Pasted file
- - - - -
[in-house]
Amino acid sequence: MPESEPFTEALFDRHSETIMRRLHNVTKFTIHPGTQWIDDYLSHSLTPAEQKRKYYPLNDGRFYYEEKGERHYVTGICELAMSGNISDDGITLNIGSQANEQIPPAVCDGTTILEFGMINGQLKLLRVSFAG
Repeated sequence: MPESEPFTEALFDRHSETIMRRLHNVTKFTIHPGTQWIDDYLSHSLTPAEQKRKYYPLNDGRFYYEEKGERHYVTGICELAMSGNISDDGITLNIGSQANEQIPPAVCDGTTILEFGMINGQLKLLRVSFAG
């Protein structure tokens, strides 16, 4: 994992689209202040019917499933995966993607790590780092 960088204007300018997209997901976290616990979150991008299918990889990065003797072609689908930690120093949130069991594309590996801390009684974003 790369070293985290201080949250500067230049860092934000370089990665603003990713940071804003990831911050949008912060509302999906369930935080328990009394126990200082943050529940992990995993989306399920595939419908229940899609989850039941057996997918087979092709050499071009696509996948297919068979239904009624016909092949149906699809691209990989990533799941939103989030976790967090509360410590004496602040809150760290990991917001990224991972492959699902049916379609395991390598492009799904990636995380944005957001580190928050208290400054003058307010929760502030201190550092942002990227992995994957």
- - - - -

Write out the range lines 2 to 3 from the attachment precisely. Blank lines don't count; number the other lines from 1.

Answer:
Amino acid sequence: MPESEPFTEALFDRHSETIMRRLHNVTKFTIHPGTQWIDDYLSHSLTPAEQKRKYYPLNDGRFYYEEKGERHYVTGICELAMSGNISDDGITLNIGSQANEQIPPAVCDGTTILEFGMINGQLKLLRVSFAG
Repeated sequence: MPESEPFTEALFDRHSETIMRRLHNVTKFTIHPGTQWIDDYLSHSLTPAEQKRKYYPLNDGRFYYEEKGERHYVTGICELAMSGNISDDGITLNIGSQANEQIPPAVCDGTTILEFGMINGQLKLLRVSFAG